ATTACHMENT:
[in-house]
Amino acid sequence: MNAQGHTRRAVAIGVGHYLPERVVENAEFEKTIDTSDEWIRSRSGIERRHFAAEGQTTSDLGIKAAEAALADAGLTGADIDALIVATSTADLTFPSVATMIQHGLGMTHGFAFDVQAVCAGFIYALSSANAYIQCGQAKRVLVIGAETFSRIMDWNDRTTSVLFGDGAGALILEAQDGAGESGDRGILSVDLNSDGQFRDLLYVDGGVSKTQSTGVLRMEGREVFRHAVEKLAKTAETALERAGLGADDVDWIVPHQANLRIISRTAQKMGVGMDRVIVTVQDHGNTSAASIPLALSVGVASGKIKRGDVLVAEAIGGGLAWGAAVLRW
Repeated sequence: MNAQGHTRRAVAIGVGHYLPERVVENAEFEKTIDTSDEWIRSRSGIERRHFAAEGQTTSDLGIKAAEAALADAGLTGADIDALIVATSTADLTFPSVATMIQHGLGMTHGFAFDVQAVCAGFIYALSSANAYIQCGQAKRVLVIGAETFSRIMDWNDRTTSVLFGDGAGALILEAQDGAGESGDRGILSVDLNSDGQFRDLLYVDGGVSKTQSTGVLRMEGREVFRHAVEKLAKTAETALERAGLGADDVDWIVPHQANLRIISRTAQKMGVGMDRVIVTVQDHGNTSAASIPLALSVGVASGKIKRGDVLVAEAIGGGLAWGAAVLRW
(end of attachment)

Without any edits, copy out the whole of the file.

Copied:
[in-house]
Amino acid sequence: MNAQGHTRRAVAIGVGHYLPERVVENAEFEKTIDTSDEWIRSRSGIERRHFAAEGQTTSDLGIKAAEAALADAGLTGADIDALIVATSTADLTFPSVATMIQHGLGMTHGFAFDVQAVCAGFIYALSSANAYIQCGQAKRVLVIGAETFSRIMDWNDRTTSVLFGDGAGALILEAQDGAGESGDRGILSVDLNSDGQFRDLLYVDGGVSKTQSTGVLRMEGREVFRHAVEKLAKTAETALERAGLGADDVDWIVPHQANLRIISRTAQKMGVGMDRVIVTVQDHGNTSAASIPLALSVGVASGKIKRGDVLVAEAIGGGLAWGAAVLRW
Repeated sequence: MNAQGHTRRAVAIGVGHYLPERVVENAEFEKTIDTSDEWIRSRSGIERRHFAAEGQTTSDLGIKAAEAALADAGLTGADIDALIVATSTADLTFPSVATMIQHGLGMTHGFAFDVQAVCAGFIYALSSANAYIQCGQAKRVLVIGAETFSRIMDWNDRTTSVLFGDGAGALILEAQDGAGESGDRGILSVDLNSDGQFRDLLYVDGGVSKTQSTGVLRMEGREVFRHAVEKLAKTAETALERAGLGADDVDWIVPHQANLRIISRTAQKMGVGMDRVIVTVQDHGNTSAASIPLALSVGVASGKIKRGDVLVAEAIGGGLAWGAAVLRW